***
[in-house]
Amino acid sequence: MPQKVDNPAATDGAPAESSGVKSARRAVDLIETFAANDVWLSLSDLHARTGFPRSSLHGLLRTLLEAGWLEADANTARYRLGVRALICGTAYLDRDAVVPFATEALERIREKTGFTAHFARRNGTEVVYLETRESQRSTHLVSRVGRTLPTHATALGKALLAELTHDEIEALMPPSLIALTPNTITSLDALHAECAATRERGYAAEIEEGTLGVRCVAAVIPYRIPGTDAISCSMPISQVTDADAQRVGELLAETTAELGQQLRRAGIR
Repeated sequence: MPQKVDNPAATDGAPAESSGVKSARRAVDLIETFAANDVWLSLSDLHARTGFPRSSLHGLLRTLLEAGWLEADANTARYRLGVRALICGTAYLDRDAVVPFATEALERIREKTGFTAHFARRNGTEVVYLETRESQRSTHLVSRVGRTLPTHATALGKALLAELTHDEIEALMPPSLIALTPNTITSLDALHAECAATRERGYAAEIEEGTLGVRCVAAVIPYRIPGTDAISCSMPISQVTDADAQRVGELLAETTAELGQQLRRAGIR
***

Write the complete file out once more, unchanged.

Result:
[in-house]
Amino acid sequence: MPQKVDNPAATDGAPAESSGVKSARRAVDLIETFAANDVWLSLSDLHARTGFPRSSLHGLLRTLLEAGWLEADANTARYRLGVRALICGTAYLDRDAVVPFATEALERIREKTGFTAHFARRNGTEVVYLETRESQRSTHLVSRVGRTLPTHATALGKALLAELTHDEIEALMPPSLIALTPNTITSLDALHAECAATRERGYAAEIEEGTLGVRCVAAVIPYRIPGTDAISCSMPISQVTDADAQRVGELLAETTAELGQQLRRAGIR
Repeated sequence: MPQKVDNPAATDGAPAESSGVKSARRAVDLIETFAANDVWLSLSDLHARTGFPRSSLHGLLRTLLEAGWLEADANTARYRLGVRALICGTAYLDRDAVVPFATEALERIREKTGFTAHFARRNGTEVVYLETRESQRSTHLVSRVGRTLPTHATALGKALLAELTHDEIEALMPPSLIALTPNTITSLDALHAECAATRERGYAAEIEEGTLGVRCVAAVIPYRIPGTDAISCSMPISQVTDADAQRVGELLAETTAELGQQLRRAGIR